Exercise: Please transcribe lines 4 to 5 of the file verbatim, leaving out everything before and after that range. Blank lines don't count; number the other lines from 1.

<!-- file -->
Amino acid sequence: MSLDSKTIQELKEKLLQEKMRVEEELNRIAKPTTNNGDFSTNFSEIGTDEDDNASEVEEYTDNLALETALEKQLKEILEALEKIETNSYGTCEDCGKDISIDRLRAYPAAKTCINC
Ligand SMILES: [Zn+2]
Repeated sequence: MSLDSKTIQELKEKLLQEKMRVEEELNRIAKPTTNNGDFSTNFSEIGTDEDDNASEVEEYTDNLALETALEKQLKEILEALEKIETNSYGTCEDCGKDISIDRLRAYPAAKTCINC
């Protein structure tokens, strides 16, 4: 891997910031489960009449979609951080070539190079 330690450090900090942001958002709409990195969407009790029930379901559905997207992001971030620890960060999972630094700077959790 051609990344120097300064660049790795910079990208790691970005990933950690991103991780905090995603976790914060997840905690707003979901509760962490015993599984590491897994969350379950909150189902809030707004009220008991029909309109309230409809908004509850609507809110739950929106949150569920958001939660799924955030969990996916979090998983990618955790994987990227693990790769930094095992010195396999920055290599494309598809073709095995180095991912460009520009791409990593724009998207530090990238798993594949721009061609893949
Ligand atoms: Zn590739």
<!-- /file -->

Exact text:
């Protein structure tokens, strides 16, 4: 891997910031489960009449979609951080070539190079 330690450090900090942001958002709409990195969407009790029930379901559905997207992001971030620890960060999972630094700077959790 051609990344120097300064660049790795910079990208790691970005990933950690991103991780905090995603976790914060997840905690707003979901509760962490015993599984590491897994969350379950909150189902809030707004009220008991029909309109309230409809908004509850609507809110739950929106949150569920958001939660799924955030969990996916979090998983990618955790994987990227693990790769930094095992010195396999920055290599494309598809073709095995180095991912460009520009791409990593724009998207530090990238798993594949721009061609893949
Ligand atoms: Zn590739």